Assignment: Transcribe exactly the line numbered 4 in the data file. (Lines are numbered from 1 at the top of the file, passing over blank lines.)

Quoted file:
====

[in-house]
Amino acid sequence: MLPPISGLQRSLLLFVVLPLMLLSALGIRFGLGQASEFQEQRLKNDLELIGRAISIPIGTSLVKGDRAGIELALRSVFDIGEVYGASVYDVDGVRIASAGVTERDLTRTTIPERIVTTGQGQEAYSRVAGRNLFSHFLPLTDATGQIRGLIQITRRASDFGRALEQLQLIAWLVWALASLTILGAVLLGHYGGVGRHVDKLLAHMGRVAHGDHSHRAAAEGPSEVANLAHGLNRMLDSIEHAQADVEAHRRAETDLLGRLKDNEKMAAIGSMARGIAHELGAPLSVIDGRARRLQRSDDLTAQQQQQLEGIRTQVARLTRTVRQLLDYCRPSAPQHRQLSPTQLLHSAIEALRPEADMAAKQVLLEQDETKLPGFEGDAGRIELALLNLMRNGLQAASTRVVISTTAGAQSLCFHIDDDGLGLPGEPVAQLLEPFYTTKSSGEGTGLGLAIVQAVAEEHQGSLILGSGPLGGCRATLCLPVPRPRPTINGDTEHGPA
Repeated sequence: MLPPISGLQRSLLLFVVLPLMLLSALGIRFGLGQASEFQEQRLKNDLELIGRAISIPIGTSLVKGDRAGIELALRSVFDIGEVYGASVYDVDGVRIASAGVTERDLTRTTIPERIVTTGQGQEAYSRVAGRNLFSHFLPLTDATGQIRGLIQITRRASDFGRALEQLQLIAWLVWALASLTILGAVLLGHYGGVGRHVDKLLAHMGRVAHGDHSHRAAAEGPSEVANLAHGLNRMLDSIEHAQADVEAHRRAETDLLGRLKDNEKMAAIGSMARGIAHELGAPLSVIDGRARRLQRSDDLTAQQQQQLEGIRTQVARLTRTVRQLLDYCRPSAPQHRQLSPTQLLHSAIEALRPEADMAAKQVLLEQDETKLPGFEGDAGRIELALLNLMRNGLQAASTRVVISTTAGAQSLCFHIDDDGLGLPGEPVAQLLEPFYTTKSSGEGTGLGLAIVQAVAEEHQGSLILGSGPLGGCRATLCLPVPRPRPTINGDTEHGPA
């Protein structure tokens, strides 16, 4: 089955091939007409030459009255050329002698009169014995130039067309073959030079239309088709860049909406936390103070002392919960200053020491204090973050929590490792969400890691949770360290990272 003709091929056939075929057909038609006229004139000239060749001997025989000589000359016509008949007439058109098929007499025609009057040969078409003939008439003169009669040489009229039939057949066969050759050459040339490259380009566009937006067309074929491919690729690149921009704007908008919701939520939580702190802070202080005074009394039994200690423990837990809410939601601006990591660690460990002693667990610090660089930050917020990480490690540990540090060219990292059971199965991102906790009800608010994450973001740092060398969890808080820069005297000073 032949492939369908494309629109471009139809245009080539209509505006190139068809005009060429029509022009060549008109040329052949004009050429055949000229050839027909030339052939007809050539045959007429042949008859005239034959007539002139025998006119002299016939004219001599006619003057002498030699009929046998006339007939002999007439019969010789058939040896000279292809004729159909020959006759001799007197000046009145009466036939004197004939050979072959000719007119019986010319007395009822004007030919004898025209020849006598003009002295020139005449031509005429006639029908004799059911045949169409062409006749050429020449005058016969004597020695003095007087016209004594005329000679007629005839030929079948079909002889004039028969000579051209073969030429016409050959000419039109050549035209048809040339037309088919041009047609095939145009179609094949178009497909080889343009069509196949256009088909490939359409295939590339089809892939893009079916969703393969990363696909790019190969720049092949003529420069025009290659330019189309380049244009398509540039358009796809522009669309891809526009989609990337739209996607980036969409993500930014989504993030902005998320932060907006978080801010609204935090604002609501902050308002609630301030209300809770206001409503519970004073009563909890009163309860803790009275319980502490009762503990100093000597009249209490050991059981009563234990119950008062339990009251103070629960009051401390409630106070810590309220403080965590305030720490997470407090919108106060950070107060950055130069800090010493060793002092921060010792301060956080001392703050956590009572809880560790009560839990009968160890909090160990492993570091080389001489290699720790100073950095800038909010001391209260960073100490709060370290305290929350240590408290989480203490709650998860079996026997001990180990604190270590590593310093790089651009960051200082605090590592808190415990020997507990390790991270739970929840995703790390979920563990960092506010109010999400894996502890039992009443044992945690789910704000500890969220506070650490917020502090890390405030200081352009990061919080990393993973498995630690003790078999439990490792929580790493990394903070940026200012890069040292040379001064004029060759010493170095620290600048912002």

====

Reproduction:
């Protein structure tokens, strides 16, 4: 089955091939007409030459009255050329002698009169014995130039067309073959030079239309088709860049909406936390103070002392919960200053020491204090973050929590490792969400890691949770360290990272 003709091929056939075929057909038609006229004139000239060749001997025989000589000359016509008949007439058109098929007499025609009057040969078409003939008439003169009669040489009229039939057949066969050759050459040339490259380009566009937006067309074929491919690729690149921009704007908008919701939520939580702190802070202080005074009394039994200690423990837990809410939601601006990591660690460990002693667990610090660089930050917020990480490690540990540090060219990292059971199965991102906790009800608010994450973001740092060398969890808080820069005297000073 032949492939369908494309629109471009139809245009080539209509505006190139068809005009060429029509022009060549008109040329052949004009050429055949000229050839027909030339052939007809050539045959007429042949008859005239034959007539002139025998006119002299016939004219001599006619003057002498030699009929046998006339007939002999007439019969010789058939040896000279292809004729159909020959006759001799007197000046009145009466036939004197004939050979072959000719007119019986010319007395009822004007030919004898025209020849006598003009002295020139005449031509005429006639029908004799059911045949169409062409006749050429020449005058016969004597020695003095007087016209004594005329000679007629005839030929079948079909002889004039028969000579051209073969030429016409050959000419039109050549035209048809040339037309088919041009047609095939145009179609094949178009497909080889343009069509196949256009088909490939359409295939590339089809892939893009079916969703393969990363696909790019190969720049092949003529420069025009290659330019189309380049244009398509540039358009796809522009669309891809526009989609990337739209996607980036969409993500930014989504993030902005998320932060907006978080801010609204935090604002609501902050308002609630301030209300809770206001409503519970004073009563909890009163309860803790009275319980502490009762503990100093000597009249209490050991059981009563234990119950008062339990009251103070629960009051401390409630106070810590309220403080965590305030720490997470407090919108106060950070107060950055130069800090010493060793002092921060010792301060956080001392703050956590009572809880560790009560839990009968160890909090160990492993570091080389001489290699720790100073950095800038909010001391209260960073100490709060370290305290929350240590408290989480203490709650998860079996026997001990180990604190270590590593310093790089651009960051200082605090590592808190415990020997507990390790991270739970929840995703790390979920563990960092506010109010999400894996502890039992009443044992945690789910704000500890969220506070650490917020502090890390405030200081352009990061919080990393993973498995630690003790078999439990490792929580790493990394903070940026200012890069040292040379001064004029060759010493170095620290600048912002």